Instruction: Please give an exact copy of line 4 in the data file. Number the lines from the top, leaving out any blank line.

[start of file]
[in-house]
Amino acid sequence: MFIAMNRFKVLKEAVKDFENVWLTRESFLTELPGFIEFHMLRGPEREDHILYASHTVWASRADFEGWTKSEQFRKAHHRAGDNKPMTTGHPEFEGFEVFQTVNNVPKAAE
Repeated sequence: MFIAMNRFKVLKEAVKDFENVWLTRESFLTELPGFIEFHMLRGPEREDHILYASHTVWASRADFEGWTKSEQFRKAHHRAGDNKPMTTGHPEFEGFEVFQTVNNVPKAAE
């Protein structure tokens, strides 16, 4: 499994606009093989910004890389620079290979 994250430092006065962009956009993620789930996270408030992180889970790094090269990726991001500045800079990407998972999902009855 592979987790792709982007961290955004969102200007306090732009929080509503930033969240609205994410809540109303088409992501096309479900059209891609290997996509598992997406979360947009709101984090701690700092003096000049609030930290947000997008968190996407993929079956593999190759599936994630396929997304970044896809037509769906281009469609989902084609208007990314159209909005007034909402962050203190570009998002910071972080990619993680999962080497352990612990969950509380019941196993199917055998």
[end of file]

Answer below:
């Protein structure tokens, strides 16, 4: 499994606009093989910004890389620079290979 994250430092006065962009956009993620789930996270408030992180889970790094090269990726991001500045800079990407998972999902009855 592979987790792709982007961290955004969102200007306090732009929080509503930033969240609205994410809540109303088409992501096309479900059209891609290997996509598992997406979360947009709101984090701690700092003096000049609030930290947000997008968190996407993929079956593999190759599936994630396929997304970044896809037509769906281009469609989902084609208007990314159209909005007034909402962050203190570009998002910071972080990619993680999962080497352990612990969950509380019941196993199917055998």